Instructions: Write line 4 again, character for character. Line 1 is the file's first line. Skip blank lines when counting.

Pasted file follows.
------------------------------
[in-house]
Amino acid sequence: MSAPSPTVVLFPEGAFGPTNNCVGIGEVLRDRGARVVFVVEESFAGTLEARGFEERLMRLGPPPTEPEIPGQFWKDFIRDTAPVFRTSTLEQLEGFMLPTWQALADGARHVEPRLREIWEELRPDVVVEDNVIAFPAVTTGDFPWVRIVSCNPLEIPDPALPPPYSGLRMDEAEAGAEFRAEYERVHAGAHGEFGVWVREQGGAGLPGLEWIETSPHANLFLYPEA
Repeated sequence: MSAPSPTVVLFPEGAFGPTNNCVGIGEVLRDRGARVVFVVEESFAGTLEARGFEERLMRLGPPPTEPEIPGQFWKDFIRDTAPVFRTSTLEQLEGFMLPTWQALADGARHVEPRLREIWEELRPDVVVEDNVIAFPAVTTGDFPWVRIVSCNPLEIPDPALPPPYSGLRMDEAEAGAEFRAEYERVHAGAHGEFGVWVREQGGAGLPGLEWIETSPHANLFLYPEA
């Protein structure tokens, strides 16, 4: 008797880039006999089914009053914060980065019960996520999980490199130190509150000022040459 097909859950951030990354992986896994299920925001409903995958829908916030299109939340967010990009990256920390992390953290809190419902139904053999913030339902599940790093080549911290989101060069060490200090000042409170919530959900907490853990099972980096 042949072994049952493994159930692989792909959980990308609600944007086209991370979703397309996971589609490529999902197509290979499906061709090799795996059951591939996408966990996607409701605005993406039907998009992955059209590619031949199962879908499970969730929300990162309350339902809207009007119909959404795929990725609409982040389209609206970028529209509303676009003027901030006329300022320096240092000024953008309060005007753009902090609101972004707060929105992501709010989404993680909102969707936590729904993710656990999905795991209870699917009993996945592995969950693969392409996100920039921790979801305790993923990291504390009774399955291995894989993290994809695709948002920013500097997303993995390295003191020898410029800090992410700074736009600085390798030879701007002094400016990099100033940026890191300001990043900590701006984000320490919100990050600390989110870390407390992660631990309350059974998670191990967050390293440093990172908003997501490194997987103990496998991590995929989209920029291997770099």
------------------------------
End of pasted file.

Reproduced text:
């Protein structure tokens, strides 16, 4: 008797880039006999089914009053914060980065019960996520999980490199130190509150000022040459 097909859950951030990354992986896994299920925001409903995958829908916030299109939340967010990009990256920390992390953290809190419902139904053999913030339902599940790093080549911290989101060069060490200090000042409170919530959900907490853990099972980096 042949072994049952493994159930692989792909959980990308609600944007086209991370979703397309996971589609490529999902197509290979499906061709090799795996059951591939996408966990996607409701605005993406039907998009992955059209590619031949199962879908499970969730929300990162309350339902809207009007119909959404795929990725609409982040389209609206970028529209509303676009003027901030006329300022320096240092000024953008309060005007753009902090609101972004707060929105992501709010989404993680909102969707936590729904993710656990999905795991209870699917009993996945592995969950693969392409996100920039921790979801305790993923990291504390009774399955291995894989993290994809695709948002920013500097997303993995390295003191020898410029800090992410700074736009600085390798030879701007002094400016990099100033940026890191300001990043900590701006984000320490919100990050600390989110870390407390992660631990309350059974998670191990967050390293440093990172908003997501490194997987103990496998991590995929989209920029291997770099």